When that issue came out, Bill Sienkiewicz came to me upset that I hadn't asked him to draw it!  He saw the intent right through Hall's mistake, and was moved enough by the story to wish he'd had the chance to do it properly.

By the way, I was too busy to finish the story, so Roger Stern took over two-thirds of the way through.  I thought he did a great job.  He's an excellent writer who doesn't get enough credit.

I want to see that used in a court of law. "I didn't mean to hit her, I was just going for an extreme action and I didn't have time for anyone to redraw it…"

In this week's Marvel column at CBR, Tom Brevoort writes;

For example, we've spent years trying, but the audience will not forgive Hank Pym for striking the Wasp. That's the moment in that character's history that looms the largest and probably will forever. And when they did the Ultimate version of Hank Pym, that's what they went right to. That's what people think of when they think of that character — he's a guy that grows and hits his wife. And no matter how many times creators have tried to redeem the character and put him back on a noble, heroic path and have him express his sorrow and express how he and Jan have moved on past that moment — and quite honestly, most of the people who dislike these attempts haven't even read that story or understood that moment within the context of the original story, which was "Hank is having a nervous breakdown and is not in his right mind" — that became what the character is about. And part of that is because that was the most interesting thing that had ever happened to that character, and so that really cemented it. Any number of creative teams since then have struggle mightily trying to get that moment to be overcome, including myself, and nobody's been able to outperform the gravity of it. But that's sort of the rare exception. Most everything else is fixable. But that rule's not quite absolute.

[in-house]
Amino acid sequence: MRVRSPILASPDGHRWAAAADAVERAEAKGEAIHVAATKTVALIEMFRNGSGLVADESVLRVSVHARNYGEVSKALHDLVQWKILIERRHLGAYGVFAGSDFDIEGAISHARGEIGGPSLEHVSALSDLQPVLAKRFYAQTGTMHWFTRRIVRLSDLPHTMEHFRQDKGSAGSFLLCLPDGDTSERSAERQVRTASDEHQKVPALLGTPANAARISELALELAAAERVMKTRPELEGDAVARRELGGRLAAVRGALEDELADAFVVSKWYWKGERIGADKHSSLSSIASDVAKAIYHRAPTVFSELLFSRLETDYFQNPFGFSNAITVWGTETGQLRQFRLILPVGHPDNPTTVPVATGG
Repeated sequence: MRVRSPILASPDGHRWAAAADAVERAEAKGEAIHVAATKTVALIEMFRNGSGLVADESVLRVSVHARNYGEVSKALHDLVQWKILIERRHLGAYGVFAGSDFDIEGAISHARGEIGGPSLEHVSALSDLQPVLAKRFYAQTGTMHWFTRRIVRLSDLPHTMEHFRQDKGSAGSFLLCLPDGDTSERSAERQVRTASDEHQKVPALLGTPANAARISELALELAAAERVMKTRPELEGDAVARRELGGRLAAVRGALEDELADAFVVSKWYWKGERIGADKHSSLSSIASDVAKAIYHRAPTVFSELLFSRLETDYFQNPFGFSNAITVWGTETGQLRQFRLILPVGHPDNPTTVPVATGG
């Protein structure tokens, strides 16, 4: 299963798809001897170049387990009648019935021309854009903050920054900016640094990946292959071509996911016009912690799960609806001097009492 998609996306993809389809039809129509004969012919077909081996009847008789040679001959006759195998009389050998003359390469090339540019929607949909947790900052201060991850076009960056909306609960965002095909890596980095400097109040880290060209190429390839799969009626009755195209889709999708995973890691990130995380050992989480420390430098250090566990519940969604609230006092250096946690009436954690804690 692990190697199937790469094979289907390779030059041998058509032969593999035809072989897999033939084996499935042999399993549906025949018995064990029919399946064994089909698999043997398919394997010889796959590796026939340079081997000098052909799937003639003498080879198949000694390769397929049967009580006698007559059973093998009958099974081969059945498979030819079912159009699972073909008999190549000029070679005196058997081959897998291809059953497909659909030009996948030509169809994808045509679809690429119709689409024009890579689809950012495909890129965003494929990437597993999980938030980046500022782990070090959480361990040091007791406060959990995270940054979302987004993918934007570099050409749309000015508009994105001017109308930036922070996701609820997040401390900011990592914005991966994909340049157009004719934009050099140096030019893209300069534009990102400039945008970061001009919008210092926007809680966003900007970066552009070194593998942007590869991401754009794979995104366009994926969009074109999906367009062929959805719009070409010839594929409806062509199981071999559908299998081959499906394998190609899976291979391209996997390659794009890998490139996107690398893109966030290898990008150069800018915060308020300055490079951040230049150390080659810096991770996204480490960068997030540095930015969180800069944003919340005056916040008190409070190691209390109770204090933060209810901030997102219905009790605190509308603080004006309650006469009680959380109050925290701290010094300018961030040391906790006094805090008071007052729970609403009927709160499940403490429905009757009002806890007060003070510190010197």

UPDATE: In the comments below, artist Bob Hall gave his side of the story;

I never heard Jim's side of the story. He never said he didn't like the slap panel — on the other hand, I can't imagine that he did. I would never have drawn that panel two or three years later and I certainly wouldn't draw it now the way I did then.

There were two or three things operable when I drew that issue.